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InnoDB tablespace fragmentation (find it and fix it!)

Author: Mike Hamrick | | October 22, 2010

If you frequently delete rows (or update rows with variable-length data types), you can end up with a lot of wasted space in your data file(s), similar to filesystem fragmentation.

If you’re not using the innodb_file_per_table option, the only thing you can do about it is export and import the database, a time-and-disk-intensive procedure.

But if you are using innodb_file_per_table, you can identify and reclaim this space!

Prior to 5.1.21, the free space counter is available from the table_comment column of information_schema.tables. Here is some SQL to identify tables with at least 100M (actually 97.65M) of free space:

SELECT table_schema, table_name, table_comment FROM information_schema.tables WHERE engine LIKE 'InnoDB' AND table_comment RLIKE 'InnoDB free: ([0-9]{6,}).*';

Starting with 5.1.21, this was moved to the data_free column (a much more appropriate place):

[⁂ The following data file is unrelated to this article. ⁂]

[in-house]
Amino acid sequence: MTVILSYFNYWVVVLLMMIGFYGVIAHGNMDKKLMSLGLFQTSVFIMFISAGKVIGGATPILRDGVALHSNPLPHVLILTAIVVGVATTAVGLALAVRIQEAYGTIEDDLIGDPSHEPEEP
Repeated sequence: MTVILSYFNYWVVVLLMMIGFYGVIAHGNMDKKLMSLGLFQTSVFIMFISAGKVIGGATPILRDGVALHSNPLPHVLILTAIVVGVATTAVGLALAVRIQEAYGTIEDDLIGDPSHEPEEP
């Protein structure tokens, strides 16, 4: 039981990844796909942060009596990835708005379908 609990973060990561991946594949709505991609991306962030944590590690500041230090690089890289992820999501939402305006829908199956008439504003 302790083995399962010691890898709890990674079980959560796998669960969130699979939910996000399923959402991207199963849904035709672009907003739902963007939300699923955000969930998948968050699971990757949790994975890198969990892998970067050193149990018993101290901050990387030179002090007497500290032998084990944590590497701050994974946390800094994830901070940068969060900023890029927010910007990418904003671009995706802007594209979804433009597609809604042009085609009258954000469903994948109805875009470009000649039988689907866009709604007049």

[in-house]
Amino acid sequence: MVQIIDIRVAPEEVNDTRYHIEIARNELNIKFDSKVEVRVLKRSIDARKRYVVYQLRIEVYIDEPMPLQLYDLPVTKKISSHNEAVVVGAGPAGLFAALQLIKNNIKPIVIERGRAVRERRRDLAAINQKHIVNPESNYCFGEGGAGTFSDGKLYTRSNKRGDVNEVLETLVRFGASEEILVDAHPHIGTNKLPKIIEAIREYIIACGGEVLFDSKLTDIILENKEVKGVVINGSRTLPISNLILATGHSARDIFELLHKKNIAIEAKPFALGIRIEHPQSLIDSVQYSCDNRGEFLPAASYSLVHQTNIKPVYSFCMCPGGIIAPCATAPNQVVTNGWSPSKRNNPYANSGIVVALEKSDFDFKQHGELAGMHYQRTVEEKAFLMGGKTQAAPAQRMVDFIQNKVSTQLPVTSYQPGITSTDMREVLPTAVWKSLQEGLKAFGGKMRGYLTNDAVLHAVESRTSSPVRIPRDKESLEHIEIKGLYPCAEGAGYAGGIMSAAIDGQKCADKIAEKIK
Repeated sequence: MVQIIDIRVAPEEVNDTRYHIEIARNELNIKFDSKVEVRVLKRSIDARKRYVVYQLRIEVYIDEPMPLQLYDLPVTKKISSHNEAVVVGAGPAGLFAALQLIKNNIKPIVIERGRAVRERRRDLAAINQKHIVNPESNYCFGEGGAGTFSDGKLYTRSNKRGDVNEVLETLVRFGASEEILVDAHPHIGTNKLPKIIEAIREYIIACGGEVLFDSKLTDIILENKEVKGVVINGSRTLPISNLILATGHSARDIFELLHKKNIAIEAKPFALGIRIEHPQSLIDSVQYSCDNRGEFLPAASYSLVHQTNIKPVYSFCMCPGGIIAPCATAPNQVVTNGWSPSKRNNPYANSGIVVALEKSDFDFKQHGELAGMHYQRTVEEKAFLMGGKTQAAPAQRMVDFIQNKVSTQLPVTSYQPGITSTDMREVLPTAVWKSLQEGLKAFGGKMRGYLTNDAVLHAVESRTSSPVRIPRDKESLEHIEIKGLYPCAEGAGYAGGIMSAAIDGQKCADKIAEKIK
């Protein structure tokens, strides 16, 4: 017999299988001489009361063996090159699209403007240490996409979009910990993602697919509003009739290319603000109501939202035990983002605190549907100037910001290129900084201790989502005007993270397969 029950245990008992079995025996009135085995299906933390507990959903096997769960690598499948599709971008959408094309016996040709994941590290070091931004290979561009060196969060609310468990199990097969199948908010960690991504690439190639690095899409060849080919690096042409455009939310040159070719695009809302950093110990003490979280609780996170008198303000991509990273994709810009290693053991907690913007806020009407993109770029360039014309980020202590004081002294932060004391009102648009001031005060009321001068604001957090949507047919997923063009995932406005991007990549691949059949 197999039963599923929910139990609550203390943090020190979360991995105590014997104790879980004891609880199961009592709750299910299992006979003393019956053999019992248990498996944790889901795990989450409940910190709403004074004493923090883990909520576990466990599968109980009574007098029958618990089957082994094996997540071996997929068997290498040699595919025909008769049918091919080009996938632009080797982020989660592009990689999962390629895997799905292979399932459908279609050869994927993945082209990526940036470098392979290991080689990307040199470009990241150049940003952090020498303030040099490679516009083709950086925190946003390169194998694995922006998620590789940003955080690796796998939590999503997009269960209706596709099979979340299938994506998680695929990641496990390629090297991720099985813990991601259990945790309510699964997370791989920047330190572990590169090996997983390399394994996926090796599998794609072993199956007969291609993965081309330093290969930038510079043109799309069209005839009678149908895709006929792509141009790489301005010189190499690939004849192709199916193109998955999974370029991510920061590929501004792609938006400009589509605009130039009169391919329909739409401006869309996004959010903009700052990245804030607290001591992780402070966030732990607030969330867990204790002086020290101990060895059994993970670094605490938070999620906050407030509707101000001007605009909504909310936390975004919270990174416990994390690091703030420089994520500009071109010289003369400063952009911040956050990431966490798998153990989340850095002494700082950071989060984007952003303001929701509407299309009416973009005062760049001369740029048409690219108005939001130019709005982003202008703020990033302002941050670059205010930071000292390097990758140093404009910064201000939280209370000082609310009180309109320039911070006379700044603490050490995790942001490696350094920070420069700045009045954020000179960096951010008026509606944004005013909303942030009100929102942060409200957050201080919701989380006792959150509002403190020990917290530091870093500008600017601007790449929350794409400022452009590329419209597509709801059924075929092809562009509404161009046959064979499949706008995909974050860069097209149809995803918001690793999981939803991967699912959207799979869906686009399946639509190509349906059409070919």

SELECT table_schema, table_name, data_free/1024/1024 AS data_free_MB FROM information_schema.tables WHERE engine LIKE 'InnoDB' AND data_free > 100*1024*1024;

You can reclaim the lost space by rebuilding the table. The best way to do this is using ‘alter table’ without actually changing anything:

ALTER TABLE foo ENGINE=InnoDB;

This is what MySQL does behind the scenes if you run ‘optimize table’ on an InnoDB table. It will result in a read lock, but not a full table lock. How long it takes is completely dependent on the amount of data in the table (but not the size of the data file). If you have a table with a high volume of deletes or updates, you may want to run this monthly, or even weekly.

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